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New Amazon musical 'Cinderella' stumbles in its glass slippers
Movie review

New Amazon musical 'Cinderella' stumbles in its glass slippers


In this version of "Cinderella," the fairy tale heroine is less interested in finding a handsome prince and more interested in makes dresses that fetch a handsome price.

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The wicked stepsisters in Kay Cannon’s new version of “Cinderella” are “wicked” in the way someone from south Boston might use the word, as in “wicked awesome.” Instead of being cruel to their stepsister Cinderella (pop star Camila Cabello), they’re quirky and seem like more fun to hang out with than most of the characters in the movie.

That illustrates both the novelty, and the problem, with this new jukebox-musical version of “Cinderella,” which premieres Friday at Marcus Palace as well as on Amazon Prime. While other recent reboots of classic fairy tales (“Hansel and Gretel: Witch Hunters,” “Mirror Mirror’) darkened the original material, this “Cinderella” brightens it up so much — and makes even the most villainous characters so likable — that the appeal of the original fable is washed away.

Most of the changes are designed to turn “Cinderella” into a modernized girl-power tale. This Cinderella isn’t waiting around for a handsome prince to rescue her, but a talented dressmaker who wants to open her own business in a sexist medieval kingdom where girlbosses are unheard of.

Her stepmother (Idina Menzel) would be more than happy for this Cinderella to find a royal sugar daddy to take care of her, but Cinderella is more interested in finding an angel investor. She does meet handsome Prince Robert (Richard Galitzine), who is chafing under the restrictive traditions of his overbearing father, the King (Pierce Brosnan).

Cinderella and Robert hit it off, but when he invites her to the palace for the royal ball, she goes mainly to network with royals from other lands. The resolution of the film doesn’t come down to whether a glass slipper fits, but whether romance with a Prince fits in with Cinderella’s startup plans.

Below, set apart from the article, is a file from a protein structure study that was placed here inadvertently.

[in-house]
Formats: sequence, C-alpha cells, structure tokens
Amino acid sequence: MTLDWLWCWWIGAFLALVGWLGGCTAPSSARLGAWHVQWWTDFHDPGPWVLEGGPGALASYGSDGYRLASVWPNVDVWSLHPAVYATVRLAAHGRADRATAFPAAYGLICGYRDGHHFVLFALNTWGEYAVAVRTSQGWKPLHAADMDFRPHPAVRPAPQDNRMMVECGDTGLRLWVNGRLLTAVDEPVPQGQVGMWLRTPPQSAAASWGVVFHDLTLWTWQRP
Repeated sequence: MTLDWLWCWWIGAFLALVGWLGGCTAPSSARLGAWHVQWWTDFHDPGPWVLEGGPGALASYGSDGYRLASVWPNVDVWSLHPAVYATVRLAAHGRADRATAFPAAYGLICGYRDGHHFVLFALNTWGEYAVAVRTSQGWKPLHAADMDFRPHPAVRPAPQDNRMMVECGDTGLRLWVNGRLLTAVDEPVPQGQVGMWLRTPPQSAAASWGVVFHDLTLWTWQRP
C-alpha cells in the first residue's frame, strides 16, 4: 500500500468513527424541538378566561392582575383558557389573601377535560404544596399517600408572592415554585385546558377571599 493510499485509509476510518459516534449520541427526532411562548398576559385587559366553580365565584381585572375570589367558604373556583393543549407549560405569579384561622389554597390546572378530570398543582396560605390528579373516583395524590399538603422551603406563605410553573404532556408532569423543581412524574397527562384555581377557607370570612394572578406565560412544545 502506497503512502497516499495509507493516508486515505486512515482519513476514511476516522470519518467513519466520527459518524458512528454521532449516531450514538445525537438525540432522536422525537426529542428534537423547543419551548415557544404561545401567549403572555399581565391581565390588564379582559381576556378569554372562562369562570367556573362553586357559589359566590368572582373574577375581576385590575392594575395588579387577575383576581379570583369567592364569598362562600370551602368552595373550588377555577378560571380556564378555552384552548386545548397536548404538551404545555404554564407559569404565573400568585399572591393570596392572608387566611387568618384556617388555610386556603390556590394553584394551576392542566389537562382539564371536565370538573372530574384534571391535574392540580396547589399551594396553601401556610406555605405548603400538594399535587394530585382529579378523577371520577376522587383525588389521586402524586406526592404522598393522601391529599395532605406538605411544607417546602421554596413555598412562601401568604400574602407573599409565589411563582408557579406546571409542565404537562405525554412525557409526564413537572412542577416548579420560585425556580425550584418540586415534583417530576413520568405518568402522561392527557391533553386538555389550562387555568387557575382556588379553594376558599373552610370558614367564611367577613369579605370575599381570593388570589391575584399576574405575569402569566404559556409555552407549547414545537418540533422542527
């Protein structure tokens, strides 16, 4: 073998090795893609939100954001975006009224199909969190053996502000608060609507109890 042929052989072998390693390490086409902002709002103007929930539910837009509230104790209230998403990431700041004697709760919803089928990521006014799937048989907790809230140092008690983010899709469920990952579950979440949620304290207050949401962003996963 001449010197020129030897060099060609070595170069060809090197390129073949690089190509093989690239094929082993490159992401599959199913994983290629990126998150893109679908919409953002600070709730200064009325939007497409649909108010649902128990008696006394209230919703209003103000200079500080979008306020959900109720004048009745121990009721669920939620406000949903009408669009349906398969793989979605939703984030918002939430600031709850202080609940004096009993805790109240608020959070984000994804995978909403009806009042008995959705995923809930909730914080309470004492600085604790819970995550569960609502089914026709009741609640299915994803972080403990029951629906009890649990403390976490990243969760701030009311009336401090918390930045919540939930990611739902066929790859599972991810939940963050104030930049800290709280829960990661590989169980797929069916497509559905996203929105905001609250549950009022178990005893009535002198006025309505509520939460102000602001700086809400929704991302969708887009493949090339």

There doesn’t seem to be any rhyme or reason behind which familiar songs are performed in the musical numbers. For every time a song makes sense for a character, such as Menzel’s stepmother lecturing her daughters with Madonna’s “Material Girl,” there’s a number that seems totally random, like the townspeople all singing Janet Jackson’s “Rhythm Nation.” Because they have rhythm, I guess?

Cannon wrote the “Pitch Perfect” movies and the highly underrated teen comedy “Blockers,” and she’s able to cram some pretty funny lines in the margins, such as a running gag where the characters wonder why they use medieval phrases like “toothsome” and “Huzzah!” Casting Billy Porter of “Pose” as Cinderella’s Fabulous Godmother is a masterstroke (even though he’s only in one scene), and Brosnan, whose shaky singing voice was so memorable in “Mamma Mia,” doubles down here with an enjoyably hammy performance.

This “Cinderella” is constrained by its insistence on sticking to a generic you-go-girl message and applying it to every female character. Not only are the wicked stepmother and wicked stepsisters ultimately sympathetic, but nearly every woman on-screen, including barely seen figures like the Queen (Minnie Driver) and Princess (Tallulah Greive), is shown having to overcome some kind of oppression.

Yet their struggle is presented so shallowly and superficially that any message of empowerment evaporates faster than a pumpkin carriage at midnight.

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Rob Thomas is the features editor and social media editor for the Capital Times, as well as its film critic. He joined the Cap Times in 1999 and has written about movies, music, food and books.

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